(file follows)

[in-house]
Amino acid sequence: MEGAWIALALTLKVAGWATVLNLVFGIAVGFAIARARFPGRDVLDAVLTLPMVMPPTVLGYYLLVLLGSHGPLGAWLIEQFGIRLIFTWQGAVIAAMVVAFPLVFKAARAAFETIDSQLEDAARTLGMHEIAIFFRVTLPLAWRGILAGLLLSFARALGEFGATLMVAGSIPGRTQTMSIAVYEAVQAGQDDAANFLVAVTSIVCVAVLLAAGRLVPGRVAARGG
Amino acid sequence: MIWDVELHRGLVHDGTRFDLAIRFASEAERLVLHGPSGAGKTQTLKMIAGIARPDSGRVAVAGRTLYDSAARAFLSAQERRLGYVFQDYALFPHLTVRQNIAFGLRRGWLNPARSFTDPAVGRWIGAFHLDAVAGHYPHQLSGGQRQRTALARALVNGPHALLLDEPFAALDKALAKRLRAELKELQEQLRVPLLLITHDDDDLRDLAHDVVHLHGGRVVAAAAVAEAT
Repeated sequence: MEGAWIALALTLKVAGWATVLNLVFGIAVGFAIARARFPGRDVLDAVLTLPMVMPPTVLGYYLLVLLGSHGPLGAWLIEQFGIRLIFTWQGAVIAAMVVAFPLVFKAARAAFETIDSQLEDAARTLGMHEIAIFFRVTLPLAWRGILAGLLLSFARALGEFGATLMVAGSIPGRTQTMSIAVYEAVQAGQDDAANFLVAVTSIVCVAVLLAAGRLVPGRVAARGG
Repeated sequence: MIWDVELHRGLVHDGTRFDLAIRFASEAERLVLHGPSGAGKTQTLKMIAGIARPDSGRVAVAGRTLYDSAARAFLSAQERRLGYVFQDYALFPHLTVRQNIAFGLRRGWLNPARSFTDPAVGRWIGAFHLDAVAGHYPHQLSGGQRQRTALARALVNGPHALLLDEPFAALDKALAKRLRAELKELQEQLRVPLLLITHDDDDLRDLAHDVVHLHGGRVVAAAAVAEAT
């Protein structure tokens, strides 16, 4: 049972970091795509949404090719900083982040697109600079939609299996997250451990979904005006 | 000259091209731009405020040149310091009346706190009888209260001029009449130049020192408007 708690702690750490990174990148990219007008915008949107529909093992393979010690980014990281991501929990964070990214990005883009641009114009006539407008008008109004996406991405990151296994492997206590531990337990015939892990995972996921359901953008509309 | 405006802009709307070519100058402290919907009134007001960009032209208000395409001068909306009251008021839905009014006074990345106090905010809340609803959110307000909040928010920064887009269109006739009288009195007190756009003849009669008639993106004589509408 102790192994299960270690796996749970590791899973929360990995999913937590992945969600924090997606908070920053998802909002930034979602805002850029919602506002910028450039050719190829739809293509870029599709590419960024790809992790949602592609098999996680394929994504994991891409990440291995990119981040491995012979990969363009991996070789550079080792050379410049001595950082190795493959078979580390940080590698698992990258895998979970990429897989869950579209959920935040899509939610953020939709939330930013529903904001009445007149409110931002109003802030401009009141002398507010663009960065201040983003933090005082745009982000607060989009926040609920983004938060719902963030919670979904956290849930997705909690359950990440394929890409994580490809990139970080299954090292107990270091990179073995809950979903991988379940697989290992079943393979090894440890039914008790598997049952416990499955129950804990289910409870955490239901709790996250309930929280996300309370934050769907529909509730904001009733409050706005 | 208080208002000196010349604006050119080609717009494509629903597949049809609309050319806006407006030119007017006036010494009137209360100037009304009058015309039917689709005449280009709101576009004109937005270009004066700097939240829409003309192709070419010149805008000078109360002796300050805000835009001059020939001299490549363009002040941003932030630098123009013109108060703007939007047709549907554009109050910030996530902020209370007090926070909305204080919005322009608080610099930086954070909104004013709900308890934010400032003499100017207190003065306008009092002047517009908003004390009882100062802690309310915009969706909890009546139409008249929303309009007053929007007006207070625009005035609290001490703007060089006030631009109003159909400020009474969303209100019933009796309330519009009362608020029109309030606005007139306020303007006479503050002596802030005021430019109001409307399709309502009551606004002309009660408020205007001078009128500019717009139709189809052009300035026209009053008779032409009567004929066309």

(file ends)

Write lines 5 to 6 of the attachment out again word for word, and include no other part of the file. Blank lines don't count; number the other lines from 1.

Repeated sequence: MIWDVELHRGLVHDGTRFDLAIRFASEAERLVLHGPSGAGKTQTLKMIAGIARPDSGRVAVAGRTLYDSAARAFLSAQERRLGYVFQDYALFPHLTVRQNIAFGLRRGWLNPARSFTDPAVGRWIGAFHLDAVAGHYPHQLSGGQRQRTALARALVNGPHALLLDEPFAALDKALAKRLRAELKELQEQLRVPLLLITHDDDDLRDLAHDVVHLHGGRVVAAAAVAEAT
């Protein structure tokens, strides 16, 4: 049972970091795509949404090719900083982040697109600079939609299996997250451990979904005006 | 000259091209731009405020040149310091009346706190009888209260001029009449130049020192408007 708690702690750490990174990148990219007008915008949107529909093992393979010690980014990281991501929990964070990214990005883009641009114009006539407008008008109004996406991405990151296994492997206590531990337990015939892990995972996921359901953008509309 | 405006802009709307070519100058402290919907009134007001960009032209208000395409001068909306009251008021839905009014006074990345106090905010809340609803959110307000909040928010920064887009269109006739009288009195007190756009003849009669008639993106004589509408 102790192994299960270690796996749970590791899973929360990995999913937590992945969600924090997606908070920053998802909002930034979602805002850029919602506002910028450039050719190829739809293509870029599709590419960024790809992790949602592609098999996680394929994504994991891409990440291995990119981040491995012979990969363009991996070789550079080792050379410049001595950082190795493959078979580390940080590698698992990258895998979970990429897989869950579209959920935040899509939610953020939709939330930013529903904001009445007149409110931002109003802030401009009141002398507010663009960065201040983003933090005082745009982000607060989009926040609920983004938060719902963030919670979904956290849930997705909690359950990440394929890409994580490809990139970080299954090292107990270091990179073995809950979903991988379940697989290992079943393979090894440890039914008790598997049952416990499955129950804990289910409870955490239901709790996250309930929280996300309370934050769907529909509730904001009733409050706005 | 208080208002000196010349604006050119080609717009494509629903597949049809609309050319806006407006030119007017006036010494009137209360100037009304009058015309039917689709005449280009709101576009004109937005270009004066700097939240829409003309192709070419010149805008000078109360002796300050805000835009001059020939001299490549363009002040941003932030630098123009013109108060703007939007047709549907554009109050910030996530902020209370007090926070909305204080919005322009608080610099930086954070909104004013709900308890934010400032003499100017207190003065306008009092002047517009908003004390009882100062802690309310915009969706909890009546139409008249929303309009007053929007007006207070625009005035609290001490703007060089006030631009109003159909400020009474969303209100019933009796309330519009009362608020029109309030606005007139306020303007006479503050002596802030005021430019109001409307399709309502009551606004002309009660408020205007001078009128500019717009139709189809052009300035026209009053008779032409009567004929066309």